A Playbook for Improving Unemployment Insurance Delivery



Payment Methods

In order to provide accessible unemployment benefits, it’s important to provide payment options that:

  • Work for unbanked and underbanked claimants
  • Include digital options

Provide payment method options that work for unbanked and underbanked claimants.

To make benefits accessible, states need to offer multiple ways for people to receive their payments. States should have multiple payment method options, and allow claimants to choose the one that works best for them.1 Our research suggests that many states currently have the flexibility to leverage digital payment options, which speed up payment delivery times and are more accessible to the underbanked and unbanked.

Every unemployment system should have an option for the unbanked2 or underbanked 3 to receive payment in a timely manner.4

Unemployment was the third-highest provider of prepaid debit cards in 2019, after SNAP and SSA. Debit cards carry lower administrative fees for recipients and administering programs.5 But debit cards don’t work for everyone.

Mailing unemployment benefits as a check could be an option for claimants to choose, but shouldn’t be a default. For the unbanked, cashing an unemployment check could cost upwards of $110.6

Vet promising new digital payment methods carefully.

Before you use a new digital payment distributor, be sure to note limitations like daily payment maximums. And require all distributors to provide a customer service function.7

Lesson from the field

Michigan piloted delivering benefits payments via Cash App, in response to requests from claimants. Claimants could get payments instantly and didn’t need bank accounts. However, the state learned that the app has a payment maximum, which some claimants exceeded due to the accumulation of back-pay. Because Cash App doesn’t have a customer service center, those large payments were stuck in limbo.

Don’t allow payment vendors to set additional restrictions.

Some states reported that their payment vendors took paternalistic steps beyond those required by the contract.8 For example, one state shared that their payment vendor blocked recipients who used a prepaid debit card at a casino, even though they may simply have used it there to buy lunch. The same vendor also blocked those who withdrew large amounts of cash at once, which is sometimes necessary to cover back-pay or other large, urgent expenses.

As part of your agreement with vendors, prohibit them from adding their own restrictions to what recipients can spend unemployment benefits on.

Have a plan for replacing stolen or lost benefits.

For every payment method, you’ll need a clear plan for how recipients can receive a secure replacement for a lost or stolen payment.

Don’t require claimants to wait for a mailed debit card.

Many people we spoke with reported that they felt vendors were slow to mail out debit cards. Because shipping costs aren’t included in payment vendor contracts, the banks had no motivation to rush or overnight replacement cards — a standard practice for traditional credit card customers.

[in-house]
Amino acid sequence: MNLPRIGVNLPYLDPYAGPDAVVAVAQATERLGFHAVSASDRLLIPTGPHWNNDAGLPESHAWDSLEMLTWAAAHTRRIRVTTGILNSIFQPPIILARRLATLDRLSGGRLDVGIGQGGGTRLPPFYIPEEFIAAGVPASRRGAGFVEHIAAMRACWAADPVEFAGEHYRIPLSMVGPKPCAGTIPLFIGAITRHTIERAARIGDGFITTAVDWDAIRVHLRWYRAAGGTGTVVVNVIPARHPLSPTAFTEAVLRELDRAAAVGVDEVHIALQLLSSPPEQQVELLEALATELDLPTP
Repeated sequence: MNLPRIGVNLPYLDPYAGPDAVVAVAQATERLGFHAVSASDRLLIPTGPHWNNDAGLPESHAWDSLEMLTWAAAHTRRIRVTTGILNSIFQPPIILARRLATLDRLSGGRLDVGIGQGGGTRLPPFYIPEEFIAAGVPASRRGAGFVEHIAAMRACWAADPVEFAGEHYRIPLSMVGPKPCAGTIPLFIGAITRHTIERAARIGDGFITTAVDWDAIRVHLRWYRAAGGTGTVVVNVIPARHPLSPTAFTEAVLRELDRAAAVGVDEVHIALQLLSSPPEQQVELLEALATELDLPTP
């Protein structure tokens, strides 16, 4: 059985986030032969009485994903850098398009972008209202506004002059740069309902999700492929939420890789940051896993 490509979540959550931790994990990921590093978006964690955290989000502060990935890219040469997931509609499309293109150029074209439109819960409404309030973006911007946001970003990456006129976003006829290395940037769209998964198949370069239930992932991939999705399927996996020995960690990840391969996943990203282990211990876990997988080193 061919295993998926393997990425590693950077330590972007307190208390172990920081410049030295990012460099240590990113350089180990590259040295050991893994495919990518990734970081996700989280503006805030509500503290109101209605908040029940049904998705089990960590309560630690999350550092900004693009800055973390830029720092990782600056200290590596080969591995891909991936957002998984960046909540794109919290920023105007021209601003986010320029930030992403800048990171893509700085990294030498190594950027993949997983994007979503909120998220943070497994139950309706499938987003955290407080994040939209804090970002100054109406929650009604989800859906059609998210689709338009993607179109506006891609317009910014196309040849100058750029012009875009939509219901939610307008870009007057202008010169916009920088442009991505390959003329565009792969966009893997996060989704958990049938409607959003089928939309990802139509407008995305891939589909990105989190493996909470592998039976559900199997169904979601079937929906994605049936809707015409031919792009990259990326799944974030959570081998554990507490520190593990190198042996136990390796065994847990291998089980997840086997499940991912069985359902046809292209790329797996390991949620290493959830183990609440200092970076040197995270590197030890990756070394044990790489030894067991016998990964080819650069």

Recommendation for the federal government

Consider using demonstration projects to explore options like:

  • Issuing temporary payments via Western Union, like it’s possible to do with SSDI
  • Pushing a replacement payment to a digital wallet
  • Guidelines for new kinds of payment vendors
  • Determining how to measure if payment providers are effective


We did not collect any overpayments success stories from states or partners, but would love to hear them.


Payment timeliness causes tremendous stress among unemployment beneficiaries. Even “timely” payments — which most states struggle to meet in non-pandemic times — allow for 3 weeks between application submission and first payment. And this 3-week window doesn’t include the time it can take for a payment method like a debit card to be delivered.

“Recipients surveyed by Propel reported that P-EBT helped them keep food on the table as they waited to receive Unemployment Insurance (UI). The UI systems in many states were overwhelmed by the scale of job loss during the pandemic, and it often took weeks for the checks to arrive.”9 — The New America Foundation

U.S. DOL provides guidance on expectations for timely payments.

CFR (Code of Federal Regulations) 640.3, interpretation of section 303(a)(1) of the Social Security Act: require states to determine eligibility and make payments “with the greatest promptness that is administratively feasible.”10

Also, states must continue to pay claimants if there is a question of their ongoing eligibility and the state isn’t able to resolve it in a timely manner.11 “If the state agency cannot make an eligibility determination before the date of a timely payment, the state agency “presumes the claimant’s continued eligibility until it makes a determination otherwise.”12” We found many states were not adhering to this rule, to the detriment of claimants.